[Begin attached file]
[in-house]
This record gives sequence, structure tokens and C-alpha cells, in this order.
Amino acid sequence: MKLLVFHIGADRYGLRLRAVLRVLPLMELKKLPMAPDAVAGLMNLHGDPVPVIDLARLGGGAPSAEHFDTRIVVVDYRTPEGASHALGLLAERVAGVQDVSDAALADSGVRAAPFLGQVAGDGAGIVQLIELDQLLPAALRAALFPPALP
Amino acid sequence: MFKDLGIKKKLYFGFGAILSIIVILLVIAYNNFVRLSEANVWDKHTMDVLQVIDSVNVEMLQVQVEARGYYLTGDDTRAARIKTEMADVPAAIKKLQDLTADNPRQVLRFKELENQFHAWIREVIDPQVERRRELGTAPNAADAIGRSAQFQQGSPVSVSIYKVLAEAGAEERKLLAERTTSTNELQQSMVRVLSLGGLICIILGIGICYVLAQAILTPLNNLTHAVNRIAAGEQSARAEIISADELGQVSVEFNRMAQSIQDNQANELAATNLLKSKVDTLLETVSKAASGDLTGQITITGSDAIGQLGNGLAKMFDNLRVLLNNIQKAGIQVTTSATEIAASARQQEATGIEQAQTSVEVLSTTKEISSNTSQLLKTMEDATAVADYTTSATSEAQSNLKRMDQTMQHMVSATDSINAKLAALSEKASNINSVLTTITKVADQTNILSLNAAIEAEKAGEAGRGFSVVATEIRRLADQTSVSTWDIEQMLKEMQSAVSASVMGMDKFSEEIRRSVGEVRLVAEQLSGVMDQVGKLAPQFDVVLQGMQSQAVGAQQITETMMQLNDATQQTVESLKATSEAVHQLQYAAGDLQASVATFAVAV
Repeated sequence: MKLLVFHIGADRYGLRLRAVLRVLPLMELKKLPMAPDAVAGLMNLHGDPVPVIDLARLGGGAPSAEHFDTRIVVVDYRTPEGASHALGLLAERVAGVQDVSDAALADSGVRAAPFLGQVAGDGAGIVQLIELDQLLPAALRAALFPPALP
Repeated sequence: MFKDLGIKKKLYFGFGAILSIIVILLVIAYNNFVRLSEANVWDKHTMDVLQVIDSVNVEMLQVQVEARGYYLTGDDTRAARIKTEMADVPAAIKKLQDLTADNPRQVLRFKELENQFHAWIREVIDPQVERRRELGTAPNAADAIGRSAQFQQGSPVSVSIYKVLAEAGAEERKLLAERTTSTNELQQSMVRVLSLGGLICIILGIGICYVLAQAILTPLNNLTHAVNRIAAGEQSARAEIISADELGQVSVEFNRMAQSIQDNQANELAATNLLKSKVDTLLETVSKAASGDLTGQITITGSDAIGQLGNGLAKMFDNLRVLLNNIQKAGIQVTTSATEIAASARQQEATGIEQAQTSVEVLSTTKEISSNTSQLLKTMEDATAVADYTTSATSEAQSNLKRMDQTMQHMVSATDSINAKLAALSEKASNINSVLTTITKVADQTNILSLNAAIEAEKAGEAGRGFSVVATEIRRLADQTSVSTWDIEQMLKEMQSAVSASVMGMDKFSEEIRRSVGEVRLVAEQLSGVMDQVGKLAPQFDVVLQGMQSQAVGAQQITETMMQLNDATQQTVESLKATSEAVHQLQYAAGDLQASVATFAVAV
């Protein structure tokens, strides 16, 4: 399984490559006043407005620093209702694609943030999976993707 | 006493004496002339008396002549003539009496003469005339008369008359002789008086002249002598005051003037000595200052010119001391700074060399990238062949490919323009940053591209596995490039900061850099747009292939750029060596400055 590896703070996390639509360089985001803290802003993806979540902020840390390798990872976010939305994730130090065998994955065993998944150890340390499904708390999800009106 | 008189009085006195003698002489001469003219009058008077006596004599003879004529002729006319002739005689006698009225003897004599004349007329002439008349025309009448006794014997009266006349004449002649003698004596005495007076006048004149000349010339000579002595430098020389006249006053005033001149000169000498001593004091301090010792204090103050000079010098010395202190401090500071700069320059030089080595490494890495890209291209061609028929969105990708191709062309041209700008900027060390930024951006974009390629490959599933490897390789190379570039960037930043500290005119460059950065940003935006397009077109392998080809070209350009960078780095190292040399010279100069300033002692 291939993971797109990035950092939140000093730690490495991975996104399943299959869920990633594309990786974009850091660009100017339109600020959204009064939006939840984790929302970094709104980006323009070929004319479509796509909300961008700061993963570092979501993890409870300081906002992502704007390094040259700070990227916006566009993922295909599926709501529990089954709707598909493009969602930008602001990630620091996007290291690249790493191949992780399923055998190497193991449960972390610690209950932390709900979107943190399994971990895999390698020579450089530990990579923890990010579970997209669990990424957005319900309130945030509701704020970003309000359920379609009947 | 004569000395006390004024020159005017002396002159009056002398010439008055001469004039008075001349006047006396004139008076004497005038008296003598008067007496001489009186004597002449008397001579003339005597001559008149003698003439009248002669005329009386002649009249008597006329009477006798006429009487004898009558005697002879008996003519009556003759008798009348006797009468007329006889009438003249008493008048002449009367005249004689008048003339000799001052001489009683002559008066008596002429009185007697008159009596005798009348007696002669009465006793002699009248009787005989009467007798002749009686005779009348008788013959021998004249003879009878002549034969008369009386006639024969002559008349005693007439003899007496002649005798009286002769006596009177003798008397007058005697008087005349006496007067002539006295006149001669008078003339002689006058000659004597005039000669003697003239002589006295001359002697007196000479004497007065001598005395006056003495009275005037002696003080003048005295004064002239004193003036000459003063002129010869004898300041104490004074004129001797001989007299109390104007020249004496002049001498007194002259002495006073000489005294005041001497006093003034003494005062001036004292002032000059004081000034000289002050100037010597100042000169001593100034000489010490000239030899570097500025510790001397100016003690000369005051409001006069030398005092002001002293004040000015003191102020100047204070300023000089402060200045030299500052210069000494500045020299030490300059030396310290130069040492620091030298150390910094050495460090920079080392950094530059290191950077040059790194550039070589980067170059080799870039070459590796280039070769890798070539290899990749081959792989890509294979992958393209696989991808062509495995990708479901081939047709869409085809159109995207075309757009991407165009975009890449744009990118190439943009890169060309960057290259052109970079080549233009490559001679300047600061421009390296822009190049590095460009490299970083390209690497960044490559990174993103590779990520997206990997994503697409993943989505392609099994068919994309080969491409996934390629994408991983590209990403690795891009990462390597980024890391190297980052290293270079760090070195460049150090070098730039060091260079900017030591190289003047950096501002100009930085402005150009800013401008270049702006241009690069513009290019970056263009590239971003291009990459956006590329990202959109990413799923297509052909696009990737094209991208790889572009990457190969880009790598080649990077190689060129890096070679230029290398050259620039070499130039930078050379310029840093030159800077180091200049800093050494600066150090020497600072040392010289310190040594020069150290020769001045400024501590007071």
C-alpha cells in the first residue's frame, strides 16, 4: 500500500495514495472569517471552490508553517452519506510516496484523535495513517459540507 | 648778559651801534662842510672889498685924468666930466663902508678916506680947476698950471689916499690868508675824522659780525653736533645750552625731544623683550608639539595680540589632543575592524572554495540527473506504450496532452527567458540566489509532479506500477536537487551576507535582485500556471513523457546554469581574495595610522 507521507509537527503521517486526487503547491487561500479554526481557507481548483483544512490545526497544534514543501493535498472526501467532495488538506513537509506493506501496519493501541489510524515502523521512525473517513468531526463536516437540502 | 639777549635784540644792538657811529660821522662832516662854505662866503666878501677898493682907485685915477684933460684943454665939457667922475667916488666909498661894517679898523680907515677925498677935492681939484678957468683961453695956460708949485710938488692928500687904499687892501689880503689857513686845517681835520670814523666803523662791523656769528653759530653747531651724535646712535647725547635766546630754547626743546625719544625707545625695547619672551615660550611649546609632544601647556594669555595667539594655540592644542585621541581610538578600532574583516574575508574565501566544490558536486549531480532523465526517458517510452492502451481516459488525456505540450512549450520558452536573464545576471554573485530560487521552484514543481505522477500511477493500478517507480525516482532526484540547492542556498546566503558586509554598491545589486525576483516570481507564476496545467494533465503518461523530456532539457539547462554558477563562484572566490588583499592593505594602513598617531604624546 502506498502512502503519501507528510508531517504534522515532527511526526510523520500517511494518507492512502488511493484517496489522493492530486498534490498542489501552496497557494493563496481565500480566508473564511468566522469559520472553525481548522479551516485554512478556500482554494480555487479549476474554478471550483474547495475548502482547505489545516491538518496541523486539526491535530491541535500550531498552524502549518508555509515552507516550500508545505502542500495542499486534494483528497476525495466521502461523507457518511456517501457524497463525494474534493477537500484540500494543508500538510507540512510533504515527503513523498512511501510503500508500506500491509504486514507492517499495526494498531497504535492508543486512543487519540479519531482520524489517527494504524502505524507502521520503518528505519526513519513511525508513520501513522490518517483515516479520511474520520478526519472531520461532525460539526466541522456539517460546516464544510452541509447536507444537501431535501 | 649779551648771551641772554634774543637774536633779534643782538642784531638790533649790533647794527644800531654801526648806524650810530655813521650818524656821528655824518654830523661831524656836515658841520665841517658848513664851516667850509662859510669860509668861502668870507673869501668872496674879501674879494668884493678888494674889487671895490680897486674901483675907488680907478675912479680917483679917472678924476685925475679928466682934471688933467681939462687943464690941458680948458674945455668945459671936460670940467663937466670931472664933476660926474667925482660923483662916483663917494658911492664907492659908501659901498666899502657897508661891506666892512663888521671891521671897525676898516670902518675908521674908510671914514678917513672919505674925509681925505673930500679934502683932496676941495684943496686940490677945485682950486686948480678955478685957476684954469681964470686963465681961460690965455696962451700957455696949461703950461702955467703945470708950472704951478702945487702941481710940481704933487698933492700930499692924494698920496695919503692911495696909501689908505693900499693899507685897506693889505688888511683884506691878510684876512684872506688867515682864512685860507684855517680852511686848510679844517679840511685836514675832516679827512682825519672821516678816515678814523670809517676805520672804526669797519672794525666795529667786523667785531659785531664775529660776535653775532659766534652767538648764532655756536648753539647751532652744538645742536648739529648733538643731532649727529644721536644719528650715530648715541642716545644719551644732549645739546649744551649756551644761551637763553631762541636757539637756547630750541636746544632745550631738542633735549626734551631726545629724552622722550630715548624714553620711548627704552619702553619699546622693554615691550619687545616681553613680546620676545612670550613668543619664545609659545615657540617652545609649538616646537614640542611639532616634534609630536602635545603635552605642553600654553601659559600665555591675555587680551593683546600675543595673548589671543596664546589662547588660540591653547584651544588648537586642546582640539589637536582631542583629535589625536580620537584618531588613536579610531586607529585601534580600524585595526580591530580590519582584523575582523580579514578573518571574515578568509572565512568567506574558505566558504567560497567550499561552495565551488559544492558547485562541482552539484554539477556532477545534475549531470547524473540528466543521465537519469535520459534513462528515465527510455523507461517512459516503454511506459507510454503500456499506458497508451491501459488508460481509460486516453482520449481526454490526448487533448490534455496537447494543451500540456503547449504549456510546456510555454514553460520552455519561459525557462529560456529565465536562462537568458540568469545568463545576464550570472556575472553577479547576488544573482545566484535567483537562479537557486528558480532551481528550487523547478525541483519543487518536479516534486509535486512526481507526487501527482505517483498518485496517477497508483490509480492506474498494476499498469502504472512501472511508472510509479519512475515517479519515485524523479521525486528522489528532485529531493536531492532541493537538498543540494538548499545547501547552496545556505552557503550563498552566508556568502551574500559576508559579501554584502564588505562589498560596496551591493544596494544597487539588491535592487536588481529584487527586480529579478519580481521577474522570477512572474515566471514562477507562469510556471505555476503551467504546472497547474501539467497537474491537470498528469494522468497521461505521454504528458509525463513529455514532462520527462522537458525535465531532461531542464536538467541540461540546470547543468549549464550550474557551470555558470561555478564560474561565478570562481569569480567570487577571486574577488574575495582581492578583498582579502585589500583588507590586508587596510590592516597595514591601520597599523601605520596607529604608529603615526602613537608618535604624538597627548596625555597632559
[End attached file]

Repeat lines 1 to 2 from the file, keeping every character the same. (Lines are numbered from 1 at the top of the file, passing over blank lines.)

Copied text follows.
[in-house]
This record gives sequence, structure tokens and C-alpha cells, in this order.